Akram, who served as Pakistan’s bowling coach for two years, also observed that the attacking nature of the bowlers and lack of exposure to green tops was a possible reason for their poor show.

“I feel our bowlers didn’t have the exposure of bowling on these pitches at least on the international stage. Patience is crucial on these pitches, you have to make the batsmen come at you and the wicket-takers need to swallow their ego and bowl in the right areas rather than trying to blow the batting line-up away,” said Akram.

Published in The Express Tribune, November 28th, 2016.

Delbonis seals Argentina’s maiden Davis Cup title

Delbonis seals Argentina’s maiden Davis Cup title

ZAGREB: Federico Delbonis swept aside Croatia’s Ivo Karlovic 6-3, 6-4, 6-2 in Sunday’s deciding rubber as Argentina clinched a first Davis Cup title with a stunning fightback in Zagreb.

Juan Martin del Potro, cheered on by Argentine football legend Diego Maradona, staged an incredible comeback from two sets down to beat Marin Cilic in the opening reverse singles to level the tie at 2-2.

Left-hander Delbonis then tamed the big-serving Karlovic as Argentina, runners-up on four previous occasions, became just the 15th country to lift the trophy in 116 years.

“This is one of those dreams that has come true,” said Delbonis. “I tried to keep focused to do what I had to do, that’s all I could think because if I thought about anything else it would be a disaster.”

Argentina coach Daniel Orsanic added: “The guys were amazing today. Juan Martin won an incredible match and Federico played the match of his life.”

Neutral venue for Davis Cup finals unappealing to Murray

Delbonis was beaten by Cilic in five sets in Friday’s first singles match but blew away the 37-year-old Karlovic, an opponent ranked 21 places above him, in just over two hours.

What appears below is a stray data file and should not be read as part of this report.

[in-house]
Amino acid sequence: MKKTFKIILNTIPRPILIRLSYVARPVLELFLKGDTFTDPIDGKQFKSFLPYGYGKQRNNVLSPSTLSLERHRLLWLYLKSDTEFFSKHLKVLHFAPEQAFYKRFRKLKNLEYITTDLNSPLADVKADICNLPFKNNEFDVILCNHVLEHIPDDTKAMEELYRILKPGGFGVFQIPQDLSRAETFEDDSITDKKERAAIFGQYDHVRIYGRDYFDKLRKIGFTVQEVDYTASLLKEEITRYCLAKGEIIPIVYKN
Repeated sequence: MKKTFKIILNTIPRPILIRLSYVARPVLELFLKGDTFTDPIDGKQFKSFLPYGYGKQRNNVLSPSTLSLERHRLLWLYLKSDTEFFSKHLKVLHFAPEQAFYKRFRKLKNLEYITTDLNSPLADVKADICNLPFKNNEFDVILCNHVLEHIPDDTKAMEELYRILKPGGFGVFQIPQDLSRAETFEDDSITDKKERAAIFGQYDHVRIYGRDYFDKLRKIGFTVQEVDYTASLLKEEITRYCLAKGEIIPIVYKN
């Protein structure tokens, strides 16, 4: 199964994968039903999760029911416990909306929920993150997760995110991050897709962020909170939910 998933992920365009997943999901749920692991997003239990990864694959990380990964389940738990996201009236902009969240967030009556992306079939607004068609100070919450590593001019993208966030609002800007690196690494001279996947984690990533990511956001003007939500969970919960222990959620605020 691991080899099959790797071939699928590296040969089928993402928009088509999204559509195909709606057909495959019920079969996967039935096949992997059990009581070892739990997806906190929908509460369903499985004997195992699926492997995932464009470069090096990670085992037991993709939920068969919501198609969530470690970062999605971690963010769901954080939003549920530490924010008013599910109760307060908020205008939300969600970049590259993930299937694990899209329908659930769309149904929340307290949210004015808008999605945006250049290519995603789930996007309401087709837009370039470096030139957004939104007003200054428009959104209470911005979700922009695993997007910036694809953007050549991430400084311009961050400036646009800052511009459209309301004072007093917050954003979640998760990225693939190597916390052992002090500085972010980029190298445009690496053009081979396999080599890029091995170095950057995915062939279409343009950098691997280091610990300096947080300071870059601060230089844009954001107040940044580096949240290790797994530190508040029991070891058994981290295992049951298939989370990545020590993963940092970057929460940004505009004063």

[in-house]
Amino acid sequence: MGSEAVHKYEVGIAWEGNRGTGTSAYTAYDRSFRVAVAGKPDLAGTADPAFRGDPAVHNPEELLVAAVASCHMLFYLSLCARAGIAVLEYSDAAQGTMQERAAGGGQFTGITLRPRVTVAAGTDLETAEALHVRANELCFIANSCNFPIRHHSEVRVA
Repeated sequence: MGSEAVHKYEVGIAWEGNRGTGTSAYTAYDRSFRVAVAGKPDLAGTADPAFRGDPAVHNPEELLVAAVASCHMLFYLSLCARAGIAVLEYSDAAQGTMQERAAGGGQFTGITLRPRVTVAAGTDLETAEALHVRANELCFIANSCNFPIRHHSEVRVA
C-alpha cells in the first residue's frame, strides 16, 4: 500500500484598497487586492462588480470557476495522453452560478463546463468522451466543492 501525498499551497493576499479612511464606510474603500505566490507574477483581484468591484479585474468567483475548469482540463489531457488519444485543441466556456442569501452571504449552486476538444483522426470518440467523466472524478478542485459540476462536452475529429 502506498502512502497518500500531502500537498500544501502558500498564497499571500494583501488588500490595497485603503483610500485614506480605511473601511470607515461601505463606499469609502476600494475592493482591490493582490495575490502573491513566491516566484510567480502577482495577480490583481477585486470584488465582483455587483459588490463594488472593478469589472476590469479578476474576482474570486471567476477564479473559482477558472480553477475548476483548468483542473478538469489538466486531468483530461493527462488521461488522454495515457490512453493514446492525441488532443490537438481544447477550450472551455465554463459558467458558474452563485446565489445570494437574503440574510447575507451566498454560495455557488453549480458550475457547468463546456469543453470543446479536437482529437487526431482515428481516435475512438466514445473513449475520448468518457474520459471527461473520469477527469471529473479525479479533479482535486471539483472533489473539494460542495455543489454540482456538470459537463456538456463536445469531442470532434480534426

The world number 41 broke Karlovic — the oldest player to feature in a Davis Cup singles match since 43-year-old Australian Norman Brookes in 1920 — four times to help Argentina banish the memories of losing finals appearances in 1981, 2006, 2008 and 2011.

But much of the credit will go to Del Potro after the Olympic silver medallist, who missed the majority of 2014 and 2015 through injury, outlasted Cilic in an epic five-hour battle of former US Open champions.

“I was positive all the time and did not let my head drop after going two sets down,” said Del Potro. “This was an emotionally exhausting match and one of the biggest wins of my career.”

Davis Cup: Murray ready for ‘one more big push’

Del Potro had defeated Cilic in eight of 10 previous meetings, but Sunday’s clash was the first since 2013 and the Croat was invigorated by an animated Zagreb Arena crowd.

Sixth-ranked Cilic dominated a first set tie-break, winning the first five points to seize control, and then broke Del Potro’s serve twice in succession in the second set to move Croatia within sight of a second title.

But Del Potro, who rallied from behind to overcome Andy Murray in a five-set epic in the semi-final, displayed more remarkable resilience and produced an outrageous ‘tweener’ to begin the third set.